Local government

Water billing miscue costs Ontario millions and leaves a trail of unanswered questions

ONTARIO – Dan Cummings was baffled.
As the interim city manager for Ontario last summer, he was finalizing an agreement between the city and J.R. Simplot Company regarding how much water the firm would use from the city.
The Idaho firm was the new owner of the Kraft Heinz Company processing plant in Ontario. J.R. Simplot Company took control of the facility in February.
As Cummings and Simplot officials worked through the paperwork, they discovered Kraft Heinz had underpaid the city by more than $2 million for the water it used.
“In 2018 our ordinance was changed and everybody paid the same rate,” said Cummings.
Under the new criteria established by the 2018 ordinance, Kraft Heinz Company was undercharged and instead of paying the city $1.63 per 1,000 gallons of water used the firm was charged $1.16 until recently.
“I could not find out why Kraft was not brought up to the $1.63 rate in 2018,” said Cummings.
Cummings also discovered the last water contract between the city and Kraft Heinz expired in 2009.
The discovery meant the city – for an unknown reason – lost out on $2.3 million in potential revenue over four years, said Cummings.
Suddenly the city and Simplot faced a problem.
“When I found all of this out, I called and had a meeting with Simplot about a month and a half ago,” said Cummings.
He said the company would have to pay the correct rate, not what Kraft Heinz was charged.
“I wanted to give them a heads up because that’s a big chunk of change,” said Cummings.
Cummings said the company suddenly faced the prospect of paying the city $500,000 more each year in water fees.
He said he told the company officials that “I understand you just bought the facility and that this will be hard to absorb.”
Cummings said he and company officials negotiated a new deal where the company would be brought up to the $1.63 rate gradually per year over a span of three years.

“The first year they would pay, based on current consumption, $176,000. The next year it goes up 33 percent more. So, the second year they will pay $351,000. The third year we will be collecting the $530,000 a year,” said Cummings.
The Ontario City Council approved the plan last month.
Riley Hill, Ontario mayor, said former city manager Adam Brown should have paid closer attention details to avoid the miscue.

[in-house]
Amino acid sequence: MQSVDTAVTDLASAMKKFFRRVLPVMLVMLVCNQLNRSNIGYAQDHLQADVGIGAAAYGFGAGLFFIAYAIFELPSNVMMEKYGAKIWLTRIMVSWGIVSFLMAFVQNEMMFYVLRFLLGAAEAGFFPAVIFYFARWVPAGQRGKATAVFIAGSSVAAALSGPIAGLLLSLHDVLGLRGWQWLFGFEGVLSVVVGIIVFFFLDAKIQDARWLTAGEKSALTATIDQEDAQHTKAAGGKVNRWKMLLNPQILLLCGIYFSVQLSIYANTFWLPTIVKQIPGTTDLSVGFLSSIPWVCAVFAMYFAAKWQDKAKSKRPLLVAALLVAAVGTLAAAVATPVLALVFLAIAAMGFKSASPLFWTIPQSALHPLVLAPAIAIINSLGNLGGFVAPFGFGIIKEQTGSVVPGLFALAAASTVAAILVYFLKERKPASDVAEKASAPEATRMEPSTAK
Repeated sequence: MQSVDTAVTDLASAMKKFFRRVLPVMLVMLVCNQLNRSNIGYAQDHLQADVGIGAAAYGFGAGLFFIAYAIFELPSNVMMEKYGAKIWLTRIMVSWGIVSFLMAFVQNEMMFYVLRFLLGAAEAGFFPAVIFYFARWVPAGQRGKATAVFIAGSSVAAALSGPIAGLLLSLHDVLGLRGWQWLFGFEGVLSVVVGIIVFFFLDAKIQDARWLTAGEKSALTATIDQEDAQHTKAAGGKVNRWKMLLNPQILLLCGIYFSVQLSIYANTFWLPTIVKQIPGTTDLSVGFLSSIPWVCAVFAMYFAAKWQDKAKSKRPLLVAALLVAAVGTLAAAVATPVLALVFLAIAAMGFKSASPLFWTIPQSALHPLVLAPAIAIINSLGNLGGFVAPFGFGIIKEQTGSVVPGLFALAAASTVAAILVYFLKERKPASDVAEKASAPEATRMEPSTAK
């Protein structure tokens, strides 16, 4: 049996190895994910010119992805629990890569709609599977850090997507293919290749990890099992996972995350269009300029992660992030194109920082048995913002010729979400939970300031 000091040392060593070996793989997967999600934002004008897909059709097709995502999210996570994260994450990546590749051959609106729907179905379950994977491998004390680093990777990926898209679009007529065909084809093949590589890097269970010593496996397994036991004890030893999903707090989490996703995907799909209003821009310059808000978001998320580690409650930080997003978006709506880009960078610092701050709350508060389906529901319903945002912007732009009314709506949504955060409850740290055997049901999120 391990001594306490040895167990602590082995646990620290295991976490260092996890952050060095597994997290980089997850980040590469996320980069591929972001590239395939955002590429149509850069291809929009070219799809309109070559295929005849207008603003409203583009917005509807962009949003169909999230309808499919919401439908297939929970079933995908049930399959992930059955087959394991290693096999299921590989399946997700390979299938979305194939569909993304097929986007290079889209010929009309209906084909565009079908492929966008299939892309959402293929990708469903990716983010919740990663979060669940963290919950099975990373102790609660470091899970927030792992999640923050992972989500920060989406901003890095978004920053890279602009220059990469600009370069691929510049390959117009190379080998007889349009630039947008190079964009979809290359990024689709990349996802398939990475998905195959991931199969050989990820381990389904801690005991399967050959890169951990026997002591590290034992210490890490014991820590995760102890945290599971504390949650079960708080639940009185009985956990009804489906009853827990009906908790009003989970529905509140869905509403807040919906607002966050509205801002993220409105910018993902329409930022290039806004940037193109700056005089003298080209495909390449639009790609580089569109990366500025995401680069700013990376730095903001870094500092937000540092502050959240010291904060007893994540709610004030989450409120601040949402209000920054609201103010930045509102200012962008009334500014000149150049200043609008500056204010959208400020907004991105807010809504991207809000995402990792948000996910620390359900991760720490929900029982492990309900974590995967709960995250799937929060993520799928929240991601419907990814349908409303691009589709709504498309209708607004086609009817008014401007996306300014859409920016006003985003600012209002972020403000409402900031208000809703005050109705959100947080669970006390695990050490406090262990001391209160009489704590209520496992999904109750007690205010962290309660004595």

“There were too many contracts that were not reviewed. The previous city manager worked hard, but didn’t work hard in the right places,” he said.
Brown, said in an email last week, that he remembered Kraft Heinz “not getting the increase applied,” but thought it was corrected.
Cumming said he initially expected to find an agreement or a city council-approved resolution between Ontario and Kraft Heinz regarding the lower rate.
He didn’t.
“That is a lot of money that should have been caught and negotiated back then. But I’ve done a ton of research. There was no resolution recorded,”
Cumming said if some type of pact was ironed out by city officials and Kraft Heinz outside of the 2018 ordinance it was wrong.
“You just can’t override your ordinances and fee resolutions. But I can’t find any agreement in writing,” he said.
Cumming said he was shocked when he discovered the disparity in fees.
“Whether the ball was dropped I don’t know. But it should have been done in writing. What they should have done is done some kind of negotiation and get Kraft caught up to that rate,” said Cummings.
Cummings said he is satisfied with the agreement the city worked out with Simplot.
“They were a brand-new company just taking over and they did their business plan and this was not brought to their attention by anybody until just recently,” said Cummings.
Cummings, who was selected to be Ontario’s new city manager this fall, said the discovery of the water rate gap was fortunate as the city was reviewing whether it needed to raise water rates.
“Catching this and getting these guys up to speed may help us out now with not doing that. The amount will definitely help in not having to raise rates any higher,” said Cummings.

News tip? Contact reporter Pat Caldwell at [email protected].

EXCELLENCE IN JOURNALISM – Available for $7.50 a month. Subscribe to the digital service of the Enterprise and get the very best in local journalism. We report with care, attention to accuracy, and an unwavering devotion to fairness. Get the kind of news you’ve been looking for – day in and day out from the Enterprise.